By ABBY BIESMAN
This year’s lineup for the Milton S. Eisenhower (MSE) Symposium was announced Saturday. This year’s theme is “Voices that Shaped Today, Visions that Frame Tomorrow.”
Speakers include the following: Joe Lieberman was the 2000 Democratic vice-presidential candidate and is a former senator from Connecticut. D. Watkins is a writer and activist from Baltimore. Dershowitz is the author of New York Times bestselling book The Case for Israel. DuVerna is the director of the Academy Award Best Picture nominated movie Selma. Ostrovsky is a Jewish comedian known as the “Fat Jew.” Lauren is the CEO and founder of FEED, an organization that combats world hunger.
Senior Ariel Zahler, the symposium’s finance chair, discussed that past themes had been analyzed before choosing this year’s theme.
“I think the first thing we did is we looked back at all the past slogans and brochures within the past MSE, and there’s many different themes,” Zahler said.
Junior Nicole Michelson, programming co-chair for the symposium, spoke about the development of this year’s theme in comparison to previous years.
“A broad theme like ‘Voices that Shaped Today, Visions that Frame Tomorrow,’ allowed for us to include a wide variety of speakers,” Michelson said. “And, on that note, we have speakers that can speak to the recent events in Baltimore, someone who can speak to the Iran deal and the current crisis in the Middle East, someone who can talk about
incorporating community service as part of her livelihood.”
The diversity of this year’s topics was partially designed to help increase the diversity of the speakers.
“If you look at past years, there’s only one type on figure, so we couldn’t speak to the diversity on the student body, and our goal this year was to improve on that point,” Michelson said.
There are different ways to go about contracting speakers, whether through booking agencies or by reaching out personally.
“This was the first year we tried to stay away from booking companies as much as possible because at the end on the day we have to deal within a strict budget, and speakers are extraordinarily expensive,” MIchelson said.
Using booking companies entails paying processing, speaker, and bureau fees. This year, the symposium wrote personal letters to different speakers to try to make personal connections.
“We compiled a huge spreadsheet on all the speakers we were targeting, and we had members of our staff write personal letters to each speaker, so half our speakers this year are results of these letters, and the other half, we did have to go through booking agencies,” Michelson said.
Junior Jeremy Fraenkel, co-programming chair for the symposium, discussed the process of compiling potential speakers.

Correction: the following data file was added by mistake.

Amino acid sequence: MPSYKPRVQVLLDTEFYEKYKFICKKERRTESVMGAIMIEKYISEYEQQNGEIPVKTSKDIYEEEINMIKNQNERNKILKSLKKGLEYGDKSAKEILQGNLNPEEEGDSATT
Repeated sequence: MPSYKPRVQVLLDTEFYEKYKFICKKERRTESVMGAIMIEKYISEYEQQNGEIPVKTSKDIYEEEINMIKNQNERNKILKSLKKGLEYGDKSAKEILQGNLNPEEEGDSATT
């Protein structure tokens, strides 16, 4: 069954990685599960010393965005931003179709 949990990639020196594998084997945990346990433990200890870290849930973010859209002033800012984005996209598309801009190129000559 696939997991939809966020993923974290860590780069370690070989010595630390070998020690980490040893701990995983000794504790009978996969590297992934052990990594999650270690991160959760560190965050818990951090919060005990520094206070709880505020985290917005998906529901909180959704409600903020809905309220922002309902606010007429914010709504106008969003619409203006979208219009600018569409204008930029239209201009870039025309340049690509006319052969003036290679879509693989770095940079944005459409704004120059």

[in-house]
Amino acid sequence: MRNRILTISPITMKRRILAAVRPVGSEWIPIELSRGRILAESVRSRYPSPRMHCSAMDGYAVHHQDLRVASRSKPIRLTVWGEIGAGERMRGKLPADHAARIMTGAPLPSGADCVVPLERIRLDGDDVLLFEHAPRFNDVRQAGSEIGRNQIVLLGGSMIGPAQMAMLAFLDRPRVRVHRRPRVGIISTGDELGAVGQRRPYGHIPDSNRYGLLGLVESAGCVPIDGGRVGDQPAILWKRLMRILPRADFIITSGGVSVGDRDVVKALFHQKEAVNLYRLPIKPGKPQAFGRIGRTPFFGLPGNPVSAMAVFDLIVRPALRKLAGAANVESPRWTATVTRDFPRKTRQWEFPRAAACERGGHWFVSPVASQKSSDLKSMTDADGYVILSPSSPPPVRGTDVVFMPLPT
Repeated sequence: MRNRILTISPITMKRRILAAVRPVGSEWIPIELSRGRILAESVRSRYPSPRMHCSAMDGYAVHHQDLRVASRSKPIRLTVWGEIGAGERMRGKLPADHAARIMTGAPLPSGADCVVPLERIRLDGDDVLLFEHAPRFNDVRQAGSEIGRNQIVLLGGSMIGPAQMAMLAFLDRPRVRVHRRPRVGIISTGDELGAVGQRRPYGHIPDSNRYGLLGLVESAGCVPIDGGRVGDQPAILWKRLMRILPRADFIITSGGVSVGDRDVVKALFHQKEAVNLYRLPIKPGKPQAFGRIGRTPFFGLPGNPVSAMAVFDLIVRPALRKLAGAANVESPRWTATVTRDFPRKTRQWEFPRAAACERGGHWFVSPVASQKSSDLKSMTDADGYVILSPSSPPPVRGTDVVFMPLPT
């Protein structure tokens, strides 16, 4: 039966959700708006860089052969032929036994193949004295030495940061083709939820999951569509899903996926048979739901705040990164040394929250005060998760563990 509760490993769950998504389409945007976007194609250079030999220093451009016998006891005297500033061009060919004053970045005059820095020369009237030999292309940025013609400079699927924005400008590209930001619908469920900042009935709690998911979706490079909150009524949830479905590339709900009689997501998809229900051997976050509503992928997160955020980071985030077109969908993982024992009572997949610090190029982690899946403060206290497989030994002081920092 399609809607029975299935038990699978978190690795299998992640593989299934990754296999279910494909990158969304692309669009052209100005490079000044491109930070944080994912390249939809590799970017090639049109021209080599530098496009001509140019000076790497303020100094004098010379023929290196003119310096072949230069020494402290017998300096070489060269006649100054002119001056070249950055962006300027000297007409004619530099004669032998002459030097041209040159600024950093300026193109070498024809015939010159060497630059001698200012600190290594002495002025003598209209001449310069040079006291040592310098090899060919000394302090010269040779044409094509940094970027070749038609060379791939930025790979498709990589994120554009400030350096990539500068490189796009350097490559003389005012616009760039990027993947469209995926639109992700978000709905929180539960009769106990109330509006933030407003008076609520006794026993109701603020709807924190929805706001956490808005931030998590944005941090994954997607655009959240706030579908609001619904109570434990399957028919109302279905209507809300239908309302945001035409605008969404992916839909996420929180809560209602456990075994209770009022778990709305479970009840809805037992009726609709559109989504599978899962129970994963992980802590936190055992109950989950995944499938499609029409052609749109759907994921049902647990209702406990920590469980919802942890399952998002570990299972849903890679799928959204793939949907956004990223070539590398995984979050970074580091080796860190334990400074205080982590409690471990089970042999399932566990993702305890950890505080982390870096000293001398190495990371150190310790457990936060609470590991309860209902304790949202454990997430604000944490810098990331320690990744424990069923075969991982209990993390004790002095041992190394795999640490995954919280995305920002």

“We had a Google spreadsheet, and people would add names overtime,” Fraenkel said.
As current events unfolded, staff would add different members to the list. All of the presidential candidates were contacted. For a variety of reasons, presidential candidates were unable to attend. Maryland also typically votes democratic, so there was also less draw.
“It grew overtime and was a reflection on the staff’s interests, the school’s interests, and what’s going on in the world around us,” Michelson said.
Each year, MSE collaborates with the HOP and brings in a comedian. This year, the comedian is Ostrovsky, the “Fat Jew.”
“Of course, the Fat Jew is an interesting choice, but one that I personally love. It’ll be a comic relief from the rest of the speakers,” sophomore Anisha Anand said.
Zahler also commented on the Ostrovsky’s presence in this year’s lineup.
“He connects with students in a social media aspect,” Zahler said. “It’s so tangible and within a post, he’s reaching millions and millions of people our age.”
The first speaker for this year’s series is Lauren Bush Lauren. Her talk will be followed by a FEED supper. Instead of bringing something, guests are asked to donate to the FEED foundation. Lauren would like to spread this initiative to university campuses. There will be a $5 entry fee for an all-you-can-eat meal featuring food from Baltimore vendors and Bon Appetit. The event will be held in the Glass Pavilion and will offer students the opportunity to interact with MSE staff as well as Lauren.
All the MSE events are free to the general public. Reserved seating is $25, and a season pass costs $90.
Sophomore Anisha Anand appreciates the variety of MSE speakers.
“I think there’s a fantastic lineup this semester with the MSE Symposium. There’s a wide range of people with a very diverse range of opinions,” Anand said. “From politicians to political activists who offer different viewpoints on politics, and especially with Dwight Watkins who was a political activist in Baltimore. I think that’s going to be very relevant and interesting to us as college students in the Baltimore areas, as well as students who participated in the protests a few months ago.”
Sophomore Molly Brambil also commented on the range on this year’s speakers.
“It makes me proud to go to school where we can get big names like Joe Lieberman to come,” Brambil wrote in an e-mail to The News-Letter. “It also seems like a lot of the speakers in the lineup can speak to issues that are very relevant right now, like Dwight Watkins on Baltimore and Alan Dershowitz on Israel.”
Sophomore Joanna Schneider noted the significance of the individual speakers.
“They’re people who are trying to change the world,” Schneider said.